humble vs menial what difference

what is difference between humble and menial

English

Pronunciation

  • (Received Pronunciation, General American) IPA(key): /ˈhʌmbəl/
  • (obsolete, Received Pronunciation) IPA(key): /ˈʌmbəl/
  • Rhymes: -ʌmbəl
  • Hyphenation: hum‧ble

Etymology 1

From Middle English humble, from Old French humble, umble, humle, from Latin humilis (low, slight, hence mean, humble) (compare Greek χαμαλός (khamalós, on the ground, low, trifling)), from humus (the earth, ground), humi (on the ground). See homage, and compare chameleon, humiliate. Displaced native Old English ēaþmōd.

The verb is from Middle English humblen (to humble).

Adjective

humble (comparative humbler or more humble, superlative humblest or most humble)

  1. Not pretentious or magnificent; unpretending; unassuming.
    • 17th century, Abraham Cowley, The Shortness of Life and Uncertainty of Riches
      The wise example of the heavenly lark.
      Thy fellow poet, Cowley, mark,
      Above the clouds let thy proud music sound,
      Thy humble nest build on the ground.
  2. Having a low opinion of oneself; not proud, arrogant, or assuming; modest.
    Synonyms: unassuming, modest
  3. (Can we verify(+) this sense?) Near the ground.
    • 1952, E. B. White, Charlotte’s Web, Harper Brothers:
      “Humble?” said Charlotte. “‘Humble’ has two meanings. It means ‘not proud’ and it means ‘near the ground.’ That’s Wilbur all over. He’s not proud and he’s near the ground.
Synonyms
  • See Thesaurus:humble
Antonyms
  • arrogant
  • snobby
  • presumptuous
  • smug
Derived terms
Related terms
  • humbleness
  • humiliate
  • humiliation
  • humility
Translations

Verb

humble (third-person singular simple present humbles, present participle humbling, simple past and past participle humbled)

  1. (transitive, intransitive) To defeat or reduce the power, independence, or pride of
  2. (transitive, often reflexive) To make humble or lowly; to make less proud or arrogant; to make meek and submissive.
Synonyms
  • abase, lower, depress, humiliate, mortify, disgrace, degrade
Derived terms
  • humblehood
  • humbleness
  • humbler (agent noun)
  • humbly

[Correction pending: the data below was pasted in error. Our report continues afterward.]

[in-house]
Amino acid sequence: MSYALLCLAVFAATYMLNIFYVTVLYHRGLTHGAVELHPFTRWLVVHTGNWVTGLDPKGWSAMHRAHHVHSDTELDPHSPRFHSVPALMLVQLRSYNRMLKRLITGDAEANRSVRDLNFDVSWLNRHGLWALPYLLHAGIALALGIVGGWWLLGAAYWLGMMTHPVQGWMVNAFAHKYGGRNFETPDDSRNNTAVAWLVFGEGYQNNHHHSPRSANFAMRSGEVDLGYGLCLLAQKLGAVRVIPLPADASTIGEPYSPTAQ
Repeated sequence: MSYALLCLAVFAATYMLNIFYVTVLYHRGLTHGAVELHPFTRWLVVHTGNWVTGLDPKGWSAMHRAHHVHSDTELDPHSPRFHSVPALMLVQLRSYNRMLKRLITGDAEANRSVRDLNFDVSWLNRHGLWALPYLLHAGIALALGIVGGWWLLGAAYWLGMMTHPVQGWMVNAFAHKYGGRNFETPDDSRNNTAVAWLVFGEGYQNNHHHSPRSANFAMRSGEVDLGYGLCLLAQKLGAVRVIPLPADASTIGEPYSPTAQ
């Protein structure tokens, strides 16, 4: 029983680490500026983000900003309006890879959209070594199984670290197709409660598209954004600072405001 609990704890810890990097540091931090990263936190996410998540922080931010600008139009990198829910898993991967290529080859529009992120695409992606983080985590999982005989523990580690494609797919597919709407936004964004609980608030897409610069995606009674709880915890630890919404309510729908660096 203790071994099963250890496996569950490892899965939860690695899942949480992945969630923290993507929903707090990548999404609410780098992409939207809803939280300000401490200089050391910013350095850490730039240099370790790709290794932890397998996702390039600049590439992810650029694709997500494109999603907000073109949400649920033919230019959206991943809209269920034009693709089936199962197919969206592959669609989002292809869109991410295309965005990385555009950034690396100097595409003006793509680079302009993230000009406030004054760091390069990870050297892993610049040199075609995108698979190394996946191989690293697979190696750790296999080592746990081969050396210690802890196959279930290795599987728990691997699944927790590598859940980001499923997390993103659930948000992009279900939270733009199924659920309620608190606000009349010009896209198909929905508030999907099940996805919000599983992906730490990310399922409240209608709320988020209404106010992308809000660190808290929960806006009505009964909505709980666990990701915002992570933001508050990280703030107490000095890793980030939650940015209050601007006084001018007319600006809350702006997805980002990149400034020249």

Translations

Noun

humble (plural humbles)

  1. (Baltimore, slang) An arrest based on weak evidence intended to demean or punish the subject.

Etymology 2

From Middle English *humblen, *humbelen (suggested by humblynge (a humming, a faint rumbling)), frequentative of Middle English hummen (to hum), equivalent to hum +‎ -le.

Verb

humble (third-person singular simple present humbles, present participle humbling, simple past and past participle humbled)

  1. (intransitive, obsolete) To hum.
Derived terms
  • humblebee

Etymology 3

Noun

humble (plural humbles)

  1. (Northern England, Scotland, also attributive) Alternative form of hummel.

Verb

humble (third-person singular simple present humbles, present participle humbling, simple past and past participle humbled)

  1. (transitive) Alternative form of hummel.

Further reading

  • humble in The Century Dictionary, New York, N.Y.: The Century Co., 1911.
  • humble in Webster’s Revised Unabridged Dictionary, G. & C. Merriam, 1913.

French

Etymology

From Old French, from Latin humilis (low, slight, hence mean, humble) (compare Greek χαμαλός (khamalós, on the ground, low, trifling)), from humus (the earth, ground), humi (on the ground).

Pronunciation

  • (mute h) IPA(key): /œ̃bl/
  • Rhymes: -œ̃bl
  • Homophone: humbles

Adjective

humble (plural humbles)

  1. humble

Related terms

  • àmha
  • à mon humble avis
  • humblement
  • humiliation
  • humilier
  • humilité

Further reading

  • “humble” in Trésor de la langue française informatisé (The Digitized Treasury of the French Language).

Old French

Adjective

humble m (oblique and nominative feminine singular humble)

  1. Alternative form of umble

Declension



English

Etymology

From Middle English meinial, from Anglo-Norman mesnal, from maisnee (household), from Vulgar Latin mansionata, from Latin mansiōnem, accusative singular of mansiō (house).

Pronunciation

  • enPR: mē’nēəl, IPA(key): /ˈmiːni.əl/

Adjective

menial (comparative more menial, superlative most menial)

  1. Of or relating to work normally performed by a servant.
  2. Of or relating to unskilled work.
  3. Servile; low; mean.
    a menial wretch

Translations

Noun

menial (plural menials)

  1. A servant, especially a domestic servant.
  2. A person who has a subservient nature.

Related terms

  • mansion
  • maison, maisonette
  • menage

Translations

Anagrams

  • Elamin, Melian

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